fetch first y rows only

They may meet your needs more or less.

There is no direct way to do what you want by SQL. However, it is not a design flaw, in my opinion.

SQL is not supposed to be used like this.

In relational databases, a table represents a relation, which is a set by definition. A set contains unordered elements.

Also, don't rely on the physical order of the records. The row order is not guaranteed by the RDBMS.

If the ordering of the records is important, you'd better add a column such as `Num' to the table, and use the following query. This is more natural.

select * 
from Table 
where Num > N
order by Num
  • 1
    ANSI SQL: "select * from tablename OFFSET n", and also in this case ORDER BY is recommended. – jarlh Apr 27 '15 at 12:29
  • 1
    (a) Yes, good Answer. See my comment on the Question. (b) In your last sentence, you don't necessaily need to add a column, just ORDER BY … whatever column is required, to obtain the result you need. (c) Capitalise the ORDER BY. – PerformanceDBA Apr 28 '15 at 2:29
9

In order to do this in SQL Server, you must order the query by a column, so you can specify the rows you want.

Example:

select * from table order by [some_column] 
offset 10 rows
FETCH NEXT 10 rows only
6

Do you want something like in LINQ skip 5 and take 10?

SELECT TOP(10) * FROM MY_TABLE  
WHERE ID not in (SELECT TOP(5) ID From My_TABLE);

This approach will work in any SQL version.

  • 1
    This is not a good approach! And anyway without order clause in both parts, you get an unpredictable result: Take 10 random excluding 5 random.... – Eske Rahn Jun 24 '18 at 14:38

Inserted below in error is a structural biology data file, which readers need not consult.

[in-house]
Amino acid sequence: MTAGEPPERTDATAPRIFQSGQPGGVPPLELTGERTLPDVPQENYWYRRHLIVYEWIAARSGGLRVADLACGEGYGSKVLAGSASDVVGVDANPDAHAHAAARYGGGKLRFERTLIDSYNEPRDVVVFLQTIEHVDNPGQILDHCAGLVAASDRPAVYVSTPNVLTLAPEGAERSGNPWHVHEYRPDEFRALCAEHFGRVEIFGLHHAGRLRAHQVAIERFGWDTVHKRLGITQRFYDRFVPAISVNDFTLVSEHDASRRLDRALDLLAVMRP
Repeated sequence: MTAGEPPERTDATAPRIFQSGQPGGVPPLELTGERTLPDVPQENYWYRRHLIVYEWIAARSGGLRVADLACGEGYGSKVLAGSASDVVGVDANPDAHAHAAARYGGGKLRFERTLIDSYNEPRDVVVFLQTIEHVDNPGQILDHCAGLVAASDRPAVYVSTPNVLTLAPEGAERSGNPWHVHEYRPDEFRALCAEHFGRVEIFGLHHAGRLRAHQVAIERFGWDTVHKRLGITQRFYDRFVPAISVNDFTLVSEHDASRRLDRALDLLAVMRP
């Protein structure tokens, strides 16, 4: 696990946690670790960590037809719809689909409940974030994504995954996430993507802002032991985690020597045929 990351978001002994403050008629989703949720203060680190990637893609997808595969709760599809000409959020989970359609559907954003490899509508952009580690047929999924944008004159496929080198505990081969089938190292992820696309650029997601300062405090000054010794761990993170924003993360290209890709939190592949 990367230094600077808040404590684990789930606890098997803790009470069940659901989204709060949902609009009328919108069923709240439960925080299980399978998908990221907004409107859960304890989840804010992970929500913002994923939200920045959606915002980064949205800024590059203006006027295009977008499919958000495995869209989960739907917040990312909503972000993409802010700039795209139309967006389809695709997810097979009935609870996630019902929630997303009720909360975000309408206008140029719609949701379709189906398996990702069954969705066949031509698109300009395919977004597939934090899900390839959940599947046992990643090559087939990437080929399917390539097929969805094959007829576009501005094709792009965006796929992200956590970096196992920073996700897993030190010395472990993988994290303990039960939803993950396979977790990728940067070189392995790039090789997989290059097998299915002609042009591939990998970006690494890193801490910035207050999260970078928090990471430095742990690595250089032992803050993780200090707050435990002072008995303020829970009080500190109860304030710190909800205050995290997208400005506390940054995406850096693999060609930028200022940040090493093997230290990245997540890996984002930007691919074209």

• 2
    The question is not about any particular order. It's about skip first N record from a table. By the way Select doesn't take random, it takes records in the orde were inserted to the table in the first place. – Carlos Toledo Jun 29 '18 at 19:01
  • 1
    It certainly IS about a particular order, as it might not be the ones you got in the first run, that is skipped in the second... There are NO guarantees that you get them in any particular order. Though an SQL COULD be implemented so sequentially added records unaltered would be returned in the same order - but you should not code assuming that.... - but even if an order is added the approach is bad if the number to skip is high – Eske Rahn Jun 29 '18 at 22:49
  • 1
    ... on the order part, see e.g. dba.stackexchange.com/questions/6051/… – Eske Rahn Jun 29 '18 at 23:00
  • As others have said, you absolutely need to include ORDER BY here. SELECT does not necessarily produce the records ordered by "where inserted to the table in the first place". – maembe Apr 11 at 19:49
5

I know it's quite late now to answer the query. But I have a little different solution than the others which I believe has better performance because no comparisons are performed in the SQL query only sorting is done. You can see its considerable performance improvement basically when value of SKIP is LARGE enough.